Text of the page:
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Published: Friday, 1/22/2010

Dog days of January

IT'S BEEN an active - and mostly positive - week for dogs in Lucas County, with progress made toward saving puppies and some of Toledo's "vicious dog" laws declared unconstitutional. But the circumstances surrounding the hiring of Dr. Roger Spiess as veterinarian for the county dog warden were less than desirable.

The Lucas County commissioners' decision to allow "pit bull" puppies to be adopted rather than warehoused and later killed was welcome movement closer to the ultimate goal of finding homes for all savable dogs, regardless of breed.

The commissioners' unanimous vote on the topic was heartening as well. It suggests that Commissioners Tina Skeldon Wozniak (who proposed the policy change) and Pete Gerken either are coming around to Commissioner Ben Konop's point of view or are finally listening to residents who have been clamoring for changes in the county dog warden's policies on euthanasia and adoption.

For now, all healthy puppies, no matter what their breed, will be transferred to the Toledo Area Humane Society, which willingly accepted responsibility for seeing that the dogs are adopted. Once a replacement is found for Dog Warden Tom Skeldon, whose outdated approach led to the needless deaths of thousands of dogs through the years, the entire operation of the dog warden's office can be reviewed and more humane policies appropriate for the 21st century put in place.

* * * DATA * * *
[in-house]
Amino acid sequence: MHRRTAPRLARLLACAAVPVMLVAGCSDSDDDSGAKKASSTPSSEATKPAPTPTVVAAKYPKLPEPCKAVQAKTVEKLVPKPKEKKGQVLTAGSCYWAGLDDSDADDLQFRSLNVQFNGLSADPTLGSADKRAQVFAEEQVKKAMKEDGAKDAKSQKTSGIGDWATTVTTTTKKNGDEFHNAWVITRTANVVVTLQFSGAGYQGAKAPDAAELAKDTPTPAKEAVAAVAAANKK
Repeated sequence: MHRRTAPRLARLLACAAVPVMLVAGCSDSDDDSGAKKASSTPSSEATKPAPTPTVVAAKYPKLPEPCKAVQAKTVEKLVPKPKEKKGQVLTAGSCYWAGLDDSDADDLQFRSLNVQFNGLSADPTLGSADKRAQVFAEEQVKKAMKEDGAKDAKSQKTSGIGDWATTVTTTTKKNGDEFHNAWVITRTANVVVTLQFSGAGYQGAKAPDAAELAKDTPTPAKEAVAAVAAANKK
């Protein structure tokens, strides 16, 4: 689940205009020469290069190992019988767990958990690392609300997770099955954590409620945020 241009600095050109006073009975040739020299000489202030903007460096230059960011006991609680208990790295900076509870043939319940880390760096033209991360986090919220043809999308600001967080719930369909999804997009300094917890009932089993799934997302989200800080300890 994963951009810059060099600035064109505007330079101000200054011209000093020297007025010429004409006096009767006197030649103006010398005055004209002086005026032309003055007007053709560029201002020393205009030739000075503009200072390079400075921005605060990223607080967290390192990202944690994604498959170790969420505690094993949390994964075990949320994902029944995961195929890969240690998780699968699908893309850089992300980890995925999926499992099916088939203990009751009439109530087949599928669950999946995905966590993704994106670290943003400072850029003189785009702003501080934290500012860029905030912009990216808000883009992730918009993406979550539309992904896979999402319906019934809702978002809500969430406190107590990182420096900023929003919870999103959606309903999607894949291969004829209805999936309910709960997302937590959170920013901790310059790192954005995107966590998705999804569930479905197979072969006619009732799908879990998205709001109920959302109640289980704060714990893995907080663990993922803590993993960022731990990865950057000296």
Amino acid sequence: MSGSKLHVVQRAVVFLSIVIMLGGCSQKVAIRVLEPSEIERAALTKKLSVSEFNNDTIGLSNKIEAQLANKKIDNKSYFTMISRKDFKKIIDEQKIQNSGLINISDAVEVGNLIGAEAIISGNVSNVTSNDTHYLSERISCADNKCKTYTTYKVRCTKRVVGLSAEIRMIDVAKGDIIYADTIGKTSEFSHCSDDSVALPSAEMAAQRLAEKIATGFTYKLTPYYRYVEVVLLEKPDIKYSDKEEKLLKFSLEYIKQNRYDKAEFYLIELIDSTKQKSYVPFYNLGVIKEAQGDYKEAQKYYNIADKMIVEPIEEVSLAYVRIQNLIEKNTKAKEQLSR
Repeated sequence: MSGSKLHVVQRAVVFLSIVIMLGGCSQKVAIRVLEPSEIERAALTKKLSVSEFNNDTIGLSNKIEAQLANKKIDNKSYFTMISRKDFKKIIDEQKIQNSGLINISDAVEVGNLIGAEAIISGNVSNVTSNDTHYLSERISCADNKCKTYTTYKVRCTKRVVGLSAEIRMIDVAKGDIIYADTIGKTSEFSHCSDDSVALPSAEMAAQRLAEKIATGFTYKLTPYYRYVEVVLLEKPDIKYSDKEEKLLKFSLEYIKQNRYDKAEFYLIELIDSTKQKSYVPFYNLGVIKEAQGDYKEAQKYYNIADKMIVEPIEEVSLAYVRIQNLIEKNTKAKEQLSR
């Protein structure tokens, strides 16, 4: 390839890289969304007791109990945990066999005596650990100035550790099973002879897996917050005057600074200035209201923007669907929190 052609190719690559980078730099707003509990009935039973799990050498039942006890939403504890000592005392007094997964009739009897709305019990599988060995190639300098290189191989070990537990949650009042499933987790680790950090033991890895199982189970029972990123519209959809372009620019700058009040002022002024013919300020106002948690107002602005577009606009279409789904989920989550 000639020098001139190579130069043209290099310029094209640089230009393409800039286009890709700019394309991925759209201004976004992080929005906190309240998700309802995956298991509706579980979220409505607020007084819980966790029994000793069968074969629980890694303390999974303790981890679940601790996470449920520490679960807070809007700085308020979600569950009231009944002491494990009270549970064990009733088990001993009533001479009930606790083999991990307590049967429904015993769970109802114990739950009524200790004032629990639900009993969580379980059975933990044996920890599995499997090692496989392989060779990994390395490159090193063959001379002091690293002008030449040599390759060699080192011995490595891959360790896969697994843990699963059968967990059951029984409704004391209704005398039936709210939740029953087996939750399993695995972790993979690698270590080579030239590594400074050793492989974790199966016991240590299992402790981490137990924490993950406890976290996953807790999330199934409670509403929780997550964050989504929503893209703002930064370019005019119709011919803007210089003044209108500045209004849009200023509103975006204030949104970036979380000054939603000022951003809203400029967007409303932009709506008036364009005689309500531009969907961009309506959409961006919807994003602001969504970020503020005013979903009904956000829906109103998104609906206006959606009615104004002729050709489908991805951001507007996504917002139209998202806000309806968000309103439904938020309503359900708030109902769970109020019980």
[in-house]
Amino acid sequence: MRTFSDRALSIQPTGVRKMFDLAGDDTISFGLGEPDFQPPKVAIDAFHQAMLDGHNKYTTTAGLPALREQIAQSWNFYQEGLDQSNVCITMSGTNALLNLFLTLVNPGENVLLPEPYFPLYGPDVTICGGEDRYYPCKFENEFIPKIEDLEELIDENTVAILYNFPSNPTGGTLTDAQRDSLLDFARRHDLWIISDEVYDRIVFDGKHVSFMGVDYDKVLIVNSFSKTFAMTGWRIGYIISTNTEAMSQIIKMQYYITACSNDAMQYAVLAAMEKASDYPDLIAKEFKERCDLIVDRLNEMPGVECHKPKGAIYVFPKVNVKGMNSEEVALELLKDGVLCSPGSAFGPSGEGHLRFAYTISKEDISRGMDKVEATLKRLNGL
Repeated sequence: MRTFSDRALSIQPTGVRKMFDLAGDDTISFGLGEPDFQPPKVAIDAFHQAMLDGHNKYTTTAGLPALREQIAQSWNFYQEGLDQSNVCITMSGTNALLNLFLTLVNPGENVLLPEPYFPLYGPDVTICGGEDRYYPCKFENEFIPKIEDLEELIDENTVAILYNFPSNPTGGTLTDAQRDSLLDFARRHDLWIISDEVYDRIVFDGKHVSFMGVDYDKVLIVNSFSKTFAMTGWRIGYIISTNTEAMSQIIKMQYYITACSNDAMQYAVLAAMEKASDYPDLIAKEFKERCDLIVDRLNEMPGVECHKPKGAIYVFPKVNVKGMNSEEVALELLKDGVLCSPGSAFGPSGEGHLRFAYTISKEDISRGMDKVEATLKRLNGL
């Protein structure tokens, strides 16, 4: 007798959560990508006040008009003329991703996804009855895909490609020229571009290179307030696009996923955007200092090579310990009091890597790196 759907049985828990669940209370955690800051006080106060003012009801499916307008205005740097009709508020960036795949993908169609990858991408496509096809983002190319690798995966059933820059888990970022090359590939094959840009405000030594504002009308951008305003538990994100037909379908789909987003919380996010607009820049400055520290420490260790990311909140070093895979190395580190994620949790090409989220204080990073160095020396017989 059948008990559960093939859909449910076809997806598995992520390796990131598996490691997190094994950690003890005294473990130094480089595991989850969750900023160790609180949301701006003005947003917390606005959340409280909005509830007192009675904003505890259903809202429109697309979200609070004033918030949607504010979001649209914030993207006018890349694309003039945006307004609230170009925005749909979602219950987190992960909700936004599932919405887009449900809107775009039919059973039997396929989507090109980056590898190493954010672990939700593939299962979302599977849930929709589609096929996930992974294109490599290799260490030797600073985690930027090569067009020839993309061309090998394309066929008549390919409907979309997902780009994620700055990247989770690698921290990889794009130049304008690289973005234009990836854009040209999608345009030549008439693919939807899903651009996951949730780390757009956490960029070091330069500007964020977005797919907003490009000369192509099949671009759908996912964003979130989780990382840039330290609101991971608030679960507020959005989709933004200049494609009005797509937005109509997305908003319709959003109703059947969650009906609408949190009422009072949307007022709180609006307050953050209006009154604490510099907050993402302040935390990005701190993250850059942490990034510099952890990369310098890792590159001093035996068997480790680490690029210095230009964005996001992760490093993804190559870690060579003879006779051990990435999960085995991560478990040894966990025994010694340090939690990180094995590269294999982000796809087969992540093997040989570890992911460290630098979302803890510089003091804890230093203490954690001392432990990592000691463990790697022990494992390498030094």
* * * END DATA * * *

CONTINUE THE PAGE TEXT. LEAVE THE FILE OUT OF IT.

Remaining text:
Also encouraging was Toledo Municipal Court Judge Michael Goulding's ruling this week declaring unconstitutional city ordinances that limit owners of "pit bulls" to only one dog, require that all "pit bulls" be muzzled in public, and lump "pit bull" mixed breeds with purebred dogs. It's to be hoped this will encourage Toledo City Council to act quickly on a proposal to re-examine city laws on dangerous dogs.

On the veterinarian front, Mr. Konop was correct to ask that the part-time position be reopened. Acknowledging that the job search was poorly handled - nine local vets were picked as candidates at random from the telephone book and the Humane Society was arbitrarily eliminated from consideration without being contacted - is not a negative reflection on Dr. Spiess, who was given the job. Instead, it's a critique of the dog warden, who should have better administrative skills, and the commissioners, who should have kept better tabs on the process.

That critique, however, is more than offset by positive canine news at the city and county levels.

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